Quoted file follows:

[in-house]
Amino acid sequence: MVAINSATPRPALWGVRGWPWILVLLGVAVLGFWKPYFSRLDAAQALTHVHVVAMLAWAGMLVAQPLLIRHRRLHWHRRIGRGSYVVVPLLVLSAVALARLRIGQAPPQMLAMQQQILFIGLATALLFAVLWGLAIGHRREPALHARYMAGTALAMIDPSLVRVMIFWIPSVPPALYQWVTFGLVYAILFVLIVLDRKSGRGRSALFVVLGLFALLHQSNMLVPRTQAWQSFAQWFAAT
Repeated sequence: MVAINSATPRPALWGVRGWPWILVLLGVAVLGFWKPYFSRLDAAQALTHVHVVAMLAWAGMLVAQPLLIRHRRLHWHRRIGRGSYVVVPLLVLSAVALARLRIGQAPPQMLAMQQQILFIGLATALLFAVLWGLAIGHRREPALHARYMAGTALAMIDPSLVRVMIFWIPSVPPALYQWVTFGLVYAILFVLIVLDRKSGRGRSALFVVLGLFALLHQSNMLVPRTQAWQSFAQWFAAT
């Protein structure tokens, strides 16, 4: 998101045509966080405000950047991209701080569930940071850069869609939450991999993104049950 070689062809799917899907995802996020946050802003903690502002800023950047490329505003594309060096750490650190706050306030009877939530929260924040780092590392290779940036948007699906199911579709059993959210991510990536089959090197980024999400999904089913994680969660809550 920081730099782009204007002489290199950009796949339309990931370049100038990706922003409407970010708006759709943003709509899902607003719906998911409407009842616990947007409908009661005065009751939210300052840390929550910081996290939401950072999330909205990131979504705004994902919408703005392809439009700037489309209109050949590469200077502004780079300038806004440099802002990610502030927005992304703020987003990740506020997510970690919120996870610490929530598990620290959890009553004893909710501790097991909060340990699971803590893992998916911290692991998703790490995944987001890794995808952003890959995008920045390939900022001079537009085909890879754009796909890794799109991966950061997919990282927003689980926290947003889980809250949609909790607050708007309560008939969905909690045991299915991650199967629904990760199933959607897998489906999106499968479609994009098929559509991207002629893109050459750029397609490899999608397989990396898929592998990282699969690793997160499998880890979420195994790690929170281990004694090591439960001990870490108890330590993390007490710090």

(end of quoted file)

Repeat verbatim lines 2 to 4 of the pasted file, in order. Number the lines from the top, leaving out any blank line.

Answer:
Amino acid sequence: MVAINSATPRPALWGVRGWPWILVLLGVAVLGFWKPYFSRLDAAQALTHVHVVAMLAWAGMLVAQPLLIRHRRLHWHRRIGRGSYVVVPLLVLSAVALARLRIGQAPPQMLAMQQQILFIGLATALLFAVLWGLAIGHRREPALHARYMAGTALAMIDPSLVRVMIFWIPSVPPALYQWVTFGLVYAILFVLIVLDRKSGRGRSALFVVLGLFALLHQSNMLVPRTQAWQSFAQWFAAT
Repeated sequence: MVAINSATPRPALWGVRGWPWILVLLGVAVLGFWKPYFSRLDAAQALTHVHVVAMLAWAGMLVAQPLLIRHRRLHWHRRIGRGSYVVVPLLVLSAVALARLRIGQAPPQMLAMQQQILFIGLATALLFAVLWGLAIGHRREPALHARYMAGTALAMIDPSLVRVMIFWIPSVPPALYQWVTFGLVYAILFVLIVLDRKSGRGRSALFVVLGLFALLHQSNMLVPRTQAWQSFAQWFAAT
């Protein structure tokens, strides 16, 4: 998101045509966080405000950047991209701080569930940071850069869609939450991999993104049950 070689062809799917899907995802996020946050802003903690502002800023950047490329505003594309060096750490650190706050306030009877939530929260924040780092590392290779940036948007699906199911579709059993959210991510990536089959090197980024999400999904089913994680969660809550 920081730099782009204007002489290199950009796949339309990931370049100038990706922003409407970010708006759709943003709509899902607003719906998911409407009842616990947007409908009661005065009751939210300052840390929550910081996290939401950072999330909205990131979504705004994902919408703005392809439009700037489309209109050949590469200077502004780079300038806004440099802002990610502030927005992304703020987003990740506020997510970690919120996870610490929530598990620290959890009553004893909710501790097991909060340990699971803590893992998916911290692991998703790490995944987001890794995808952003890959995008920045390939900022001079537009085909890879754009796909890794799109991966950061997919990282927003689980926290947003889980809250949609909790607050708007309560008939969905909690045991299915991650199967629904990760199933959607897998489906999106499968479609994009098929559509991207002629893109050459750029397609490899999608397989990396898929592998990282699969690793997160499998880890979420195994790690929170281990004694090591439960001990870490108890330590993390007490710090």